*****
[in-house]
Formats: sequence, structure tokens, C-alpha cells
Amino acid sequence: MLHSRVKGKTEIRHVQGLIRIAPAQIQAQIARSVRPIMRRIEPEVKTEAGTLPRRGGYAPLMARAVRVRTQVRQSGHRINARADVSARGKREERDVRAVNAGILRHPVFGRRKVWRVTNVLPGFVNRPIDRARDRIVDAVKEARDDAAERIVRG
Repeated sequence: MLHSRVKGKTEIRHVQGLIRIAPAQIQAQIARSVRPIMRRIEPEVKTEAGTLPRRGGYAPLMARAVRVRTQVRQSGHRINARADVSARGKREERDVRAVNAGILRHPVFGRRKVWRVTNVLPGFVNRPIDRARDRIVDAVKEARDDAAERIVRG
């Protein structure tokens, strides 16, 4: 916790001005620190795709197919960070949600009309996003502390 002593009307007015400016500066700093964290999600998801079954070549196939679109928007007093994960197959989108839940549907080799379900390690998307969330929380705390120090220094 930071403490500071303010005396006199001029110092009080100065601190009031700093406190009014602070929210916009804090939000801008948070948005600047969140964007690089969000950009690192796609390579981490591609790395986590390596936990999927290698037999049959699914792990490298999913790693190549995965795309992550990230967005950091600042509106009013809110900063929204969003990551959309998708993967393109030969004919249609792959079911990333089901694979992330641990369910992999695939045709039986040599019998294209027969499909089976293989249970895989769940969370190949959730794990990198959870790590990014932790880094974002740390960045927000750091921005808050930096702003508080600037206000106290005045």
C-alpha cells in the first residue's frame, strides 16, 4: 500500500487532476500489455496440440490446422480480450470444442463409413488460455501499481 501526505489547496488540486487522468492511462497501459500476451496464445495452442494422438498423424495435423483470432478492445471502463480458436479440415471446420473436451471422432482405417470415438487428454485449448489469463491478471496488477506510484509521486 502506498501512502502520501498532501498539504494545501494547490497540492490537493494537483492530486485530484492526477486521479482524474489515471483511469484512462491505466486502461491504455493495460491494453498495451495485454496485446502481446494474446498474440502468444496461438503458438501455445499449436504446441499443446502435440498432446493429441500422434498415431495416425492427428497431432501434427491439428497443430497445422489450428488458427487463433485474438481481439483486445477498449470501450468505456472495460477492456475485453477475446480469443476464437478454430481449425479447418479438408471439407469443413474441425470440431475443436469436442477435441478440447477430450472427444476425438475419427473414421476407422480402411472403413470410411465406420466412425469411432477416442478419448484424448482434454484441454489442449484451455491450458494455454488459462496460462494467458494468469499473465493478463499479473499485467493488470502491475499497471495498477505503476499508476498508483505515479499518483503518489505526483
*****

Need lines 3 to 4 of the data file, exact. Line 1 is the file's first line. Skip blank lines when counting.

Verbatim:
Amino acid sequence: MLHSRVKGKTEIRHVQGLIRIAPAQIQAQIARSVRPIMRRIEPEVKTEAGTLPRRGGYAPLMARAVRVRTQVRQSGHRINARADVSARGKREERDVRAVNAGILRHPVFGRRKVWRVTNVLPGFVNRPIDRARDRIVDAVKEARDDAAERIVRG
Repeated sequence: MLHSRVKGKTEIRHVQGLIRIAPAQIQAQIARSVRPIMRRIEPEVKTEAGTLPRRGGYAPLMARAVRVRTQVRQSGHRINARADVSARGKREERDVRAVNAGILRHPVFGRRKVWRVTNVLPGFVNRPIDRARDRIVDAVKEARDDAAERIVRG